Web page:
Red Bull Stratos and Ultra-HALO Tactics (Updated)

Felix landed safely at 1416 eastern time.  It appears that he broke the altitude record, missed the freefall record by just under 30 seconds, and reached supersonic airspeeds.

At this writing Felix Baumgartner’s supersonic space jump mission is underway.  (Turn your TVs to Discovery or follow online at the official Red Bull Stratos site.)

Baumgartner plans on exiting the capsule he ascended in at 120,000 feet and freefalling at supersonic speeds before opening his chute and safely landing on the ground.  Here’s how the Red Bull Stratos site describes the mission:

Red Bull Stratos, a mission to the edge of space, will attempt to transcend human limits that have existed for 50 years. Supported by a team of experts Felix Baumgartner plans to ascend to 120,000 feet in a stratospheric balloon and make a freefall jump rushing toward earth at supersonic speeds before parachuting to the ground. His attempt to dare atmospheric limits holds the potential to provide valuable medical and scientific research data for future pioneers.

The Red Bull Stratos team brings together the world’s leading minds in aerospace medicine, engineering, pressure suit development, capsule creation and balloon fabrication. It includes retired United States Air Force Colonel Joseph Kittinger, who holds three of the records Felix will strive to break.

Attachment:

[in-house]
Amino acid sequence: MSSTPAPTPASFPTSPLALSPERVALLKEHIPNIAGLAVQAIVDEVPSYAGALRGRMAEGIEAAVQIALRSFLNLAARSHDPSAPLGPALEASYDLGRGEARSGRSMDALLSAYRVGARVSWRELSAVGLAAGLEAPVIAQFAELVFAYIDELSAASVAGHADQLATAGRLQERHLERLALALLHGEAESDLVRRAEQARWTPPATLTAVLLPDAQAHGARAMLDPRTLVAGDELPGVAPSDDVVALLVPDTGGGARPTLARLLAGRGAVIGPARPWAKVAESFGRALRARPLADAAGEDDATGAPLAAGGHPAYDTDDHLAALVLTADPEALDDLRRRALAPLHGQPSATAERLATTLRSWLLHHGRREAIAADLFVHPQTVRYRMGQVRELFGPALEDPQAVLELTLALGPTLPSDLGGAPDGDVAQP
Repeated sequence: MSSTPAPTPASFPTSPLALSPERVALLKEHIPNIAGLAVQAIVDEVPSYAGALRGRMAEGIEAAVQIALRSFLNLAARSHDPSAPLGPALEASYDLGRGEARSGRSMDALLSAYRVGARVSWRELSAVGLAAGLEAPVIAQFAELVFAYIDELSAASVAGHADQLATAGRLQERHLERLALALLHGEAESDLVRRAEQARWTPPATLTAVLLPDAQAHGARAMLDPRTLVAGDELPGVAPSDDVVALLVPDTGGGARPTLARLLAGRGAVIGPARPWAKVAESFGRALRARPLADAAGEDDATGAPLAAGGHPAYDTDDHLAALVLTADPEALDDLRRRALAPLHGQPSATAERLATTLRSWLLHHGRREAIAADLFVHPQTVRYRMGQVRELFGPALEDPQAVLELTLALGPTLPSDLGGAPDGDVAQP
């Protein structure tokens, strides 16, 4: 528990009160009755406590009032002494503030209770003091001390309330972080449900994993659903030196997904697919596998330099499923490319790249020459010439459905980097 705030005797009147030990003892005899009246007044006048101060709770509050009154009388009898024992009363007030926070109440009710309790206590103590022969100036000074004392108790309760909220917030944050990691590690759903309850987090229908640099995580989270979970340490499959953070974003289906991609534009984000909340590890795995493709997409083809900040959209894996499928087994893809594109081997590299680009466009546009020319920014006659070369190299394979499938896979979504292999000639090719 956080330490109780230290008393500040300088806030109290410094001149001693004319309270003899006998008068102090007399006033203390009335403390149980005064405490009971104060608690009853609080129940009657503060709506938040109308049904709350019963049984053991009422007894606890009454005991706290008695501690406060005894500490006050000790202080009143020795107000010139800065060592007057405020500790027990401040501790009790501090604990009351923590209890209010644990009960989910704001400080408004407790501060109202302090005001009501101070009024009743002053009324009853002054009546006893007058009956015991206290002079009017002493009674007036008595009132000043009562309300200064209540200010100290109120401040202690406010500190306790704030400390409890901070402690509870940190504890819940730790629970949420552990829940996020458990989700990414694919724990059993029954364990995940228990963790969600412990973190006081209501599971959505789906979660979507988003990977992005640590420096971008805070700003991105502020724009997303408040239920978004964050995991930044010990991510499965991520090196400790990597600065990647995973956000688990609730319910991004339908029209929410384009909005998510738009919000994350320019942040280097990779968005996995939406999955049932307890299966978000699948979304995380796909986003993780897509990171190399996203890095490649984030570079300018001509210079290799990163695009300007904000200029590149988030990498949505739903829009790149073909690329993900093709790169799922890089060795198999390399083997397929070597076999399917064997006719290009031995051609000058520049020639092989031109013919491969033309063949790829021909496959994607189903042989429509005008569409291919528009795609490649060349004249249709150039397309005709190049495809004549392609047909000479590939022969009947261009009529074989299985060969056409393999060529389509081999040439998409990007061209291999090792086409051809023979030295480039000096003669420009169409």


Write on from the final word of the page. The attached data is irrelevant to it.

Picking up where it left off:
Joe’s record jump from 102,800 ft in 1960 was during a time when no one knew if a human could survive a jump from the edge of space. Joe was a Captain in the U.S. Air Force and had already taken a balloon to 97,000 feet in Project ManHigh and survived a drogue mishap during a jump from 76,400 feet in Excelsior I. The Excelsior III mission was his 33rd parachute jump.

Although researching extremes was part of the program’s goals, setting records wasn’t the mission’s purpose. Joe ascended in helium balloon launched from the back of a truck. He wore a pressurized suit on the way up in an open, unpressurized gondola. Scientific data captured from Joe’s jump was shared with U.S. research personnel for development of the space program. Today Felix and his specialized team hope to take what was learned from Joe’s jumps more than 50 years ago and press forward to test the edge of the human envelope.

(For those watching as it happens, Kittinger is the guy talking to Baumgartner from mission control.)

The Stratos mission brings a number of military applications to mind, most notably HALO missions from the edge of space.  Imagine today’s HALO ops — where special operators jump at, say, 30,000 feet — increased to 120,000 feet.  And imagine a SEAL team hurting toward an objective at supersonic speeds.  The longer glide path would let them jump over adjacent continents and zorch into hostile areas with vitually zero chance for detection from even the most sophisticated air defense systems.

In the meantime:  Godspeed and good luck, Felix.

 

16 Comments on "Red Bull Stratos and Ultra-HALO Tactics (Updated)"